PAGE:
A number of practice guidelines are available to set the benchmark for best practice when working with individuals with intellectual disabilities and co-morbid mental health concerns. However, dissemination and implementation of such guidelines in the context of psychologists' work settings has received little attention. The aim of this qualitative study was to investigate adherence to current practice guidelines by Australian psychologists working with this specialist population and explore organizational factors that may facilitate or hinder evidence-based practice implementation. Thirty-eight Australian psychologists from government disability and non-government disability organizations working primarily with individuals with intellectual disability participated in eight semistructured focus groups. Psychologists were presented with a summary of a current Australian practice guideline in dual disabilities and asked about their views of best practice adherence and implementation of the guideline including facilitative and hindering factors influencing implementation. Psychologists reported views consistent with current Australian best practice standards but noted a number of barriers impacting on adherence. Facilitators and hindrances to best practice implementation were discussed in relation to views on applicability of current guideline, organizational level considerations, organizational resources and training, organizational operations, and systemic considerations. Findings highlight the importance of a collaborative and systemic approach in order for practice guidelines to be effectively implemented for psychologists working with disabilities. Implications for policy development and training are discussed.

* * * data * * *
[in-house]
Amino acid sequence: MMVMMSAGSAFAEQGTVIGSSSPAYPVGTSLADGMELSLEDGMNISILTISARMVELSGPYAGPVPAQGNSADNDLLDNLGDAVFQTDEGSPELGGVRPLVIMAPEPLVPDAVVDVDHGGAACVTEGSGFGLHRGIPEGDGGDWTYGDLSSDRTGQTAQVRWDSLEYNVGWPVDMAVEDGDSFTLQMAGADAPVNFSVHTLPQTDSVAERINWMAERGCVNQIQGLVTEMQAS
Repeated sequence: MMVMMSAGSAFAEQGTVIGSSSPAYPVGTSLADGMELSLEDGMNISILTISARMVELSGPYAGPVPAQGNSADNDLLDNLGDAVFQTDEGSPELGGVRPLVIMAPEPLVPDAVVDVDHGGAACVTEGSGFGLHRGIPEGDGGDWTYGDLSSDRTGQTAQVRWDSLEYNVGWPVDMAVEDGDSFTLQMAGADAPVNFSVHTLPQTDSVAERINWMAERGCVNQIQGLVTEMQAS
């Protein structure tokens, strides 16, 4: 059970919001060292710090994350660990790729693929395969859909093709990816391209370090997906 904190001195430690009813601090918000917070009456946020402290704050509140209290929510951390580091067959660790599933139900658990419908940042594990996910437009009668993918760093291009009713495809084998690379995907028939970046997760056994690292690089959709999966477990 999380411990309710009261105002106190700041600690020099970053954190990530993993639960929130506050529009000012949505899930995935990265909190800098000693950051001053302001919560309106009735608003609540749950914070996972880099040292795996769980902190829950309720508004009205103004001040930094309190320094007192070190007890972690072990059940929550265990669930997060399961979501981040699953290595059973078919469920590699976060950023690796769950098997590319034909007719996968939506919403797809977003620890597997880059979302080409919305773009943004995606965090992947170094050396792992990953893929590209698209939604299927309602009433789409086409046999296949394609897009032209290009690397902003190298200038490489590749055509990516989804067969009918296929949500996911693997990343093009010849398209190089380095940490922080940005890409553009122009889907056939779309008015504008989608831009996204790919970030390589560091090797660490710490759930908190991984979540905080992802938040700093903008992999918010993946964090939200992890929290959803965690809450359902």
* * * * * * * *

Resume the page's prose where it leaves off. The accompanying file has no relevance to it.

|Number of pages||11|
|Journal||Journal of Policy and Practice in Intellectual Disabilities|
|Early online date||10 Jun 2019|
|Publication status||Published - Sep 2019|
- best practice
- intellectual disability
- mental health